To be patentable, an invention must not have been obvious at the time the invention was made. But how do courts actually determine this?

The fundamental difficulty is that courts are being asked to make a hypothetical judgment—whether or not an invention would have been obvious—long after the fact. The patent law is clear that the judgment should be made based only on what was known at the time the invention was made, and that the way in which the inventor developed the invention—whether by flash of genius or trial and error—should not be relevant. Unfortunately, even though legally it should not, hindsight and the inventor's own work can color this determination, since inventions often seem obvious after the fact.

One of the best counters to the use of hindsight is objective evidence (sometimes called "secondary considerations"), because this type of evidence provides concrete guideposts that are less susceptible to the distortions of time. There are a number of widely-accepted forms of objective evidence.

  • Failure of others: Did others try but fail?
  • Commercial success: Has the invention been well-received in the market as demonstrated through sales and market share?
  • Industry acceptance: Have others licensed the patent?
  • Long-felt need: Did the invention solve a long-known problem?
  • Unexpected results: Were the results unexpected in view of teachings in the relevant field?
  • Skepticism of others: Did others express disbelief about the safety or efficacy of the invention?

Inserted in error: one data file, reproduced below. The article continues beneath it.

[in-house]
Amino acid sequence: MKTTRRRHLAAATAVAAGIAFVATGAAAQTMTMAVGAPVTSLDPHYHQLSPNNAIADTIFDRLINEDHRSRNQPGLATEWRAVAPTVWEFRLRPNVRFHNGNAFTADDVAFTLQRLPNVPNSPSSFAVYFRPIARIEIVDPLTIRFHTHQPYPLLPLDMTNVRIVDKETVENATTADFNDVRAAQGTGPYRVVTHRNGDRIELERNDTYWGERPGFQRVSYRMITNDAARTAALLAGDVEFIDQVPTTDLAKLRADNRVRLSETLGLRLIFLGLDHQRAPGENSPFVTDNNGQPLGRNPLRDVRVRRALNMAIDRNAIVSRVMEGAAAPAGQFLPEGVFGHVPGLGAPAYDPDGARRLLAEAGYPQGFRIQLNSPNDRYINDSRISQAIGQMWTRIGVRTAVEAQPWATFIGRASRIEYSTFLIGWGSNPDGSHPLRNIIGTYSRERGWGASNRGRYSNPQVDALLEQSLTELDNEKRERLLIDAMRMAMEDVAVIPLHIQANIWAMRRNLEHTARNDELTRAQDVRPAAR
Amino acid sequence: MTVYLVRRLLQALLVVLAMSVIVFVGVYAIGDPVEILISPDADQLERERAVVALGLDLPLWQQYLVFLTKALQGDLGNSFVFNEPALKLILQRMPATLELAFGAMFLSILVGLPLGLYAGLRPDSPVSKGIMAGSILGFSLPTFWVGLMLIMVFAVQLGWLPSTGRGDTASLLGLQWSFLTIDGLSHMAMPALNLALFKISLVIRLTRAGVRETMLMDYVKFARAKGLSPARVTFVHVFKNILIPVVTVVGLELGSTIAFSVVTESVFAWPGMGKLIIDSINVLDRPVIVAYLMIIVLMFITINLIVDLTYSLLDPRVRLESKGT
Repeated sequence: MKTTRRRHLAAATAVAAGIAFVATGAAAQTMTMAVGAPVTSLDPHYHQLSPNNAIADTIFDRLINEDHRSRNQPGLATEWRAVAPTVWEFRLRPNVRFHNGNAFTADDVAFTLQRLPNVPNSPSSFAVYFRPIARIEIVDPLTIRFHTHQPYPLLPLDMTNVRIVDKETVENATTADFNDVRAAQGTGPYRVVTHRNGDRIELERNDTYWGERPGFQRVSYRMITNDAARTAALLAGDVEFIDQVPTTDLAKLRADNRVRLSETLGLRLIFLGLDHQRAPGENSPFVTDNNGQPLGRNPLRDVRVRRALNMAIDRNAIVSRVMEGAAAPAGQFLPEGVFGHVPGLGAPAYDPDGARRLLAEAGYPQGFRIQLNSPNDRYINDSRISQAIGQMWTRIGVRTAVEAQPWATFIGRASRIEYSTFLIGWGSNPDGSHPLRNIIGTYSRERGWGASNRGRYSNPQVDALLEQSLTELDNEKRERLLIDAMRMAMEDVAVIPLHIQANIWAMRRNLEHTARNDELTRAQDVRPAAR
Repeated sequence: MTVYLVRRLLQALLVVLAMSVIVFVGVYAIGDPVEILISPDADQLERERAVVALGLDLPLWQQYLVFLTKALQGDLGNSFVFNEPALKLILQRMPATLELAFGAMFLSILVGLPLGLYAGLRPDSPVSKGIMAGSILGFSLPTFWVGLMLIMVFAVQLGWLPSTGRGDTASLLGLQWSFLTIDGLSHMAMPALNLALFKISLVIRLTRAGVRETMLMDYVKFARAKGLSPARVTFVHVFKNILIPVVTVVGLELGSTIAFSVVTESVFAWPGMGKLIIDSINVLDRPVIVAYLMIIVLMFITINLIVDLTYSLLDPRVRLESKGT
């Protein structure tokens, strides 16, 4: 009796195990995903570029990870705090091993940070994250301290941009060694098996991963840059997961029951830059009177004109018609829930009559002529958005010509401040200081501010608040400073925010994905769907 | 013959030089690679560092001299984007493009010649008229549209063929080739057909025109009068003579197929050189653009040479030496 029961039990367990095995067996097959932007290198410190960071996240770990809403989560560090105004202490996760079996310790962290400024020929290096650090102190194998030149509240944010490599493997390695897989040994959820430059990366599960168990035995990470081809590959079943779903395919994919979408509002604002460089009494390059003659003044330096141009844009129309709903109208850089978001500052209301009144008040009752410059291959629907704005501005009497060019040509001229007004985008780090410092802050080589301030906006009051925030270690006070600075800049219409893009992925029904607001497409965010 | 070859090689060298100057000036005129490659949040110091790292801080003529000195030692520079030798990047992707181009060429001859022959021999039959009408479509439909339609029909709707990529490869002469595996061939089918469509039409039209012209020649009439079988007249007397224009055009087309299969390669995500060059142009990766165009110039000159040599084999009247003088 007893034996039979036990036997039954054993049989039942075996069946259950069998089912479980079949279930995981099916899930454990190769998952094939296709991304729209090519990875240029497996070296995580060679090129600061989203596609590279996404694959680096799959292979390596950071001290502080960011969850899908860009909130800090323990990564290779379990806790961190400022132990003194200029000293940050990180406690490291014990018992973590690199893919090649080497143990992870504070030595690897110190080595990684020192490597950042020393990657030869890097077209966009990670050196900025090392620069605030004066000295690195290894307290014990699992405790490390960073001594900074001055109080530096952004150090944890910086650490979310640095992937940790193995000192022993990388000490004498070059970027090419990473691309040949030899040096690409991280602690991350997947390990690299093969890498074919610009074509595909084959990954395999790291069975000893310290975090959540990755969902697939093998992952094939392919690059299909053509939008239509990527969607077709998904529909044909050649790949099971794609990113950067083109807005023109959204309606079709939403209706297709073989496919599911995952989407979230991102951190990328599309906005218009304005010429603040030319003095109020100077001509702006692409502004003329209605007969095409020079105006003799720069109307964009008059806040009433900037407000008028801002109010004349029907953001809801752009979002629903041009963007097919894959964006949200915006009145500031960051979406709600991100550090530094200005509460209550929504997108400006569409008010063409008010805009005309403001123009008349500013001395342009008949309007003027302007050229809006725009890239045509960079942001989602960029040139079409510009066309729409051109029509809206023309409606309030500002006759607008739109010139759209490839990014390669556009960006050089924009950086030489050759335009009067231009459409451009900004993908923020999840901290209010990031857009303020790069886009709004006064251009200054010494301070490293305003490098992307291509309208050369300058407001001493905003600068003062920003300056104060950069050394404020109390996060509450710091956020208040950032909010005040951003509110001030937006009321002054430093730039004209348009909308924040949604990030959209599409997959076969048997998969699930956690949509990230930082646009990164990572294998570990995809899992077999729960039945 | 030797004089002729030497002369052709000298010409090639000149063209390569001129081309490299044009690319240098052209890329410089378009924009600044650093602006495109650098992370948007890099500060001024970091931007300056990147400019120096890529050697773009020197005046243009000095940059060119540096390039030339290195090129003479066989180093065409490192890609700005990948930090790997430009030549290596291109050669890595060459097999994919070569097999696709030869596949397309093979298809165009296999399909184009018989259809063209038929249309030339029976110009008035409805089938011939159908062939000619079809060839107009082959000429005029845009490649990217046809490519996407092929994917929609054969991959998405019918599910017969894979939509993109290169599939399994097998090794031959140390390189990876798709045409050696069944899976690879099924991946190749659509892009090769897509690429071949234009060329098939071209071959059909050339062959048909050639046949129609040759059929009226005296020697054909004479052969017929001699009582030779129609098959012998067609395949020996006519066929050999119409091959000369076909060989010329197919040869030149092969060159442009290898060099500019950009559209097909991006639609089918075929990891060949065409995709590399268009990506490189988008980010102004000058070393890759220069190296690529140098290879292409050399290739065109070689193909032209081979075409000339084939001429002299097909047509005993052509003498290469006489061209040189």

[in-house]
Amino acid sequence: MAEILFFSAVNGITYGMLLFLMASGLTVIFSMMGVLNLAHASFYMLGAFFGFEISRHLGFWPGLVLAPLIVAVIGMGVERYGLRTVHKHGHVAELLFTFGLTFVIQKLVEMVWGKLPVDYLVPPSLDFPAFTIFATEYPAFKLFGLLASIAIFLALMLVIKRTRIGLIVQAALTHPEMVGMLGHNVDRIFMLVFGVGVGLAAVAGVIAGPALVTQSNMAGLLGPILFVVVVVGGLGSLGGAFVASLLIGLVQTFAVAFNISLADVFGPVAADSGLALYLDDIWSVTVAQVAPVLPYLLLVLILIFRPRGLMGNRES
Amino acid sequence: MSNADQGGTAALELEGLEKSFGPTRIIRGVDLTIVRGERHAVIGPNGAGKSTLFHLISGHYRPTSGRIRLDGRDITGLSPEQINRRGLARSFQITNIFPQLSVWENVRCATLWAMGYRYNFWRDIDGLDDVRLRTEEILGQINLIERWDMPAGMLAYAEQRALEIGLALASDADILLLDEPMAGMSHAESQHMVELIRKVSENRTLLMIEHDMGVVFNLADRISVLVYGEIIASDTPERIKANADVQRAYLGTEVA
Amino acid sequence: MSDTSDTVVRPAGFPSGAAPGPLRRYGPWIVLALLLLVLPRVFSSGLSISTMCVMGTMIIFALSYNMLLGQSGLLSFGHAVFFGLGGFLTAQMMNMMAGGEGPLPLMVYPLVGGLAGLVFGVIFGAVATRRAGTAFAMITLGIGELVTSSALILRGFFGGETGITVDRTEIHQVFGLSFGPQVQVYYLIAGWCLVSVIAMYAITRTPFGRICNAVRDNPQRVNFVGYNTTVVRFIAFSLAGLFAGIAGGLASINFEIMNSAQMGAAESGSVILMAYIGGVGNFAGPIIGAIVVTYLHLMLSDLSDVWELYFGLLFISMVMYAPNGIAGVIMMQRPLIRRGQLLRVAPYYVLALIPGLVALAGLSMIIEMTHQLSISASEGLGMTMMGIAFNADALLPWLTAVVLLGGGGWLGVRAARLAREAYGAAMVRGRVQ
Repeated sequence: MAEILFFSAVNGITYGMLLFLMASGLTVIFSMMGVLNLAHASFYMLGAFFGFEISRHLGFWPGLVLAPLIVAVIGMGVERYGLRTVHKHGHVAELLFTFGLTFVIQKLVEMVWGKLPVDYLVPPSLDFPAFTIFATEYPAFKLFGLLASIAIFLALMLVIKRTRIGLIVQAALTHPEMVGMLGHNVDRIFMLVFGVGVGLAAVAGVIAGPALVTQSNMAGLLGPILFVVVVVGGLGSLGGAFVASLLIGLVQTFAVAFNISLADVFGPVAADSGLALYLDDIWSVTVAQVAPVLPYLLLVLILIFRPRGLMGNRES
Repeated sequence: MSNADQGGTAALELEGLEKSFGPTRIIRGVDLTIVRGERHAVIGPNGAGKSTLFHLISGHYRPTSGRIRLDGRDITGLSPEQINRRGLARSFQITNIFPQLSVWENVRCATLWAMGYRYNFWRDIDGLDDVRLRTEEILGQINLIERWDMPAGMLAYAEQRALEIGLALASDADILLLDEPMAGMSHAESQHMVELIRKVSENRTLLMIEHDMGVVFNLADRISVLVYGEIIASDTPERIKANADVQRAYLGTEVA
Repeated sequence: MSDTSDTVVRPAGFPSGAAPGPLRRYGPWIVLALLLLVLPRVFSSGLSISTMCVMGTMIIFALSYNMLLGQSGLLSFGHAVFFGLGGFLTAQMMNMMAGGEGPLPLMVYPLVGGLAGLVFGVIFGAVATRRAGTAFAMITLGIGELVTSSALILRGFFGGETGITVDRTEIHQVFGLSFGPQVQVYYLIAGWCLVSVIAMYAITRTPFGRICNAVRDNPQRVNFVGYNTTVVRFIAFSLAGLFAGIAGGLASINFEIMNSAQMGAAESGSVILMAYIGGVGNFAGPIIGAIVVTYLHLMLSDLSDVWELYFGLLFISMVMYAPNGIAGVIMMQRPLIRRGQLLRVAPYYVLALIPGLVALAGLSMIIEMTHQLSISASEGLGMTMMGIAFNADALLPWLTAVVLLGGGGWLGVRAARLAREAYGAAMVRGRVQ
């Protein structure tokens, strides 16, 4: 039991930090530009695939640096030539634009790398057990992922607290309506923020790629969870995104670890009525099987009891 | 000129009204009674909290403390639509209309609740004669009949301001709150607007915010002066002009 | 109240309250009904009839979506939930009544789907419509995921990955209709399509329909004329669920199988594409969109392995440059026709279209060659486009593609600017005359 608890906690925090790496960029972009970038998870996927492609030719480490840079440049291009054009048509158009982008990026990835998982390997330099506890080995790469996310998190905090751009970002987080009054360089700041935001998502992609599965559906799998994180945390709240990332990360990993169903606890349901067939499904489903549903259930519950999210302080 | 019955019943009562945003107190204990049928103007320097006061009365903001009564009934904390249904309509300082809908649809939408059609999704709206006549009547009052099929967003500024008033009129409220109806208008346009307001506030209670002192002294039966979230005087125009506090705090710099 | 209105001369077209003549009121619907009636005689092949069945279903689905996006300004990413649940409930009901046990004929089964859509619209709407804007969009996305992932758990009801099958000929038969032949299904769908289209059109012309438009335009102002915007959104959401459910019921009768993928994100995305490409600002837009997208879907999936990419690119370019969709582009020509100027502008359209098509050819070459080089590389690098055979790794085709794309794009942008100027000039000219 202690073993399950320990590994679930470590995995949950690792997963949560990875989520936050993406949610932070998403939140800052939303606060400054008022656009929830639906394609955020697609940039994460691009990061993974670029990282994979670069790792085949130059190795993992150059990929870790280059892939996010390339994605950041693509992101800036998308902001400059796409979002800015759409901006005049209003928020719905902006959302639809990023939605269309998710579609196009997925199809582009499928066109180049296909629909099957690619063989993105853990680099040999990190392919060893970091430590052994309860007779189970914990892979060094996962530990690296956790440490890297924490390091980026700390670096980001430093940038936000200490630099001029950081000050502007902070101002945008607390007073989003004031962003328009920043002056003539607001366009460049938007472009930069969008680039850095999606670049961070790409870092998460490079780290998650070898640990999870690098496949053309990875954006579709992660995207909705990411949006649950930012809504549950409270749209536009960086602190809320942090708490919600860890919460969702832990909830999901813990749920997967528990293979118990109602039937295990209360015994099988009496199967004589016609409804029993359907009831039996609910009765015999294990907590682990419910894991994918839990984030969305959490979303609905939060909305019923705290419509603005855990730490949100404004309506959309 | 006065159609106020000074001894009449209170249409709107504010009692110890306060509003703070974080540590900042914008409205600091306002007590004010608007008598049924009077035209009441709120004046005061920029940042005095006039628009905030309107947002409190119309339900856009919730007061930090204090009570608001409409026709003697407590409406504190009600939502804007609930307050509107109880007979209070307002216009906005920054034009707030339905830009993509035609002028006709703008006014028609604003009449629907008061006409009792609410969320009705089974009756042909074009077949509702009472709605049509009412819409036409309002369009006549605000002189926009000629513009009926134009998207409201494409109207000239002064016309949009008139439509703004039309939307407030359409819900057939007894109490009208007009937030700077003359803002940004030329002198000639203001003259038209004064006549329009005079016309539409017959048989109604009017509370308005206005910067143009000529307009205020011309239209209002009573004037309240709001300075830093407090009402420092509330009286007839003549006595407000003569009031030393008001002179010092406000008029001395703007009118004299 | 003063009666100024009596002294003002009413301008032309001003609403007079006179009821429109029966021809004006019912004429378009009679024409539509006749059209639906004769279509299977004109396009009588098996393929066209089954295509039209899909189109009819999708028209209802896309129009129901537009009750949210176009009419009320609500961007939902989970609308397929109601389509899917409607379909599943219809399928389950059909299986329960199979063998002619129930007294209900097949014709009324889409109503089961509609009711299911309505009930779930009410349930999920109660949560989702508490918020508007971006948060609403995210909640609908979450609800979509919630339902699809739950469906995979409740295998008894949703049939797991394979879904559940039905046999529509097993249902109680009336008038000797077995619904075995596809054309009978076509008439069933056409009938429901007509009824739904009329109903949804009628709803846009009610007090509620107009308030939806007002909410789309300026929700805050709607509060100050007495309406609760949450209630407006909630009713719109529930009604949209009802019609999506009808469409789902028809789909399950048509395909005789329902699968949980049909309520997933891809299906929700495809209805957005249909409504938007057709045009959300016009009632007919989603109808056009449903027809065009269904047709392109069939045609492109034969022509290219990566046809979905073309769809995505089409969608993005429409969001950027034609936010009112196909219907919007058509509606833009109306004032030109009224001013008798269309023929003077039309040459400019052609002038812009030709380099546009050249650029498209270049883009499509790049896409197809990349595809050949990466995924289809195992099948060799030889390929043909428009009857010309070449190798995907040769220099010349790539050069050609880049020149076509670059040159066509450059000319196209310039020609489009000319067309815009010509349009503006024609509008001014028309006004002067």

• Copying of others: Once the invention became known, did others try to copy it?

Although not formally required to overcome an obviousness challenge, the importance of this type of evidence should not be overlooked. Notably, the Supreme Court reaffirmed its relevance in 2007, categorizing objective evidence in KSR International v. Teleflex as a core part of the obviousness determination. Indeed, the Court in KSR cited the lack of favorable objective evidence as one factor in invalidating the patent in that case.

A pair of facially-similar cases involving patents for drug stereoisomers illustrates how differences in objective evidence can lead to very different outcomes.

In the first case, the patent covering Forest Pharmaceutical's antidepressant Lexapro (escitalopram oxalate), a selective serotonin reuptake inhibitor, was upheld as non-obvious. The patent related to a substantially pure "stereoisomer" of escitalopram. The infringer contended that the claimed invention would have been obvious in view of known mixtures of stereoisomers, known techniques to separate stereoisomers, and a general expectation that one stereoisomer would be more potent than the other.

But this analysis was not found persuasive. First, both the inventors and others had previously failed in efforts to resolve the stereoisomer. Second, the pure stereoisomer was unexpectedly found to have twice the potency of the known mixture. Third, the drug was shown to be a commercial success. In view of this favorable objective evidence, all of which suggested that the invention would not have been obvious, the court upheld the patent covering Lexapro, thereby maintaining patent exclusivity for the innovator company.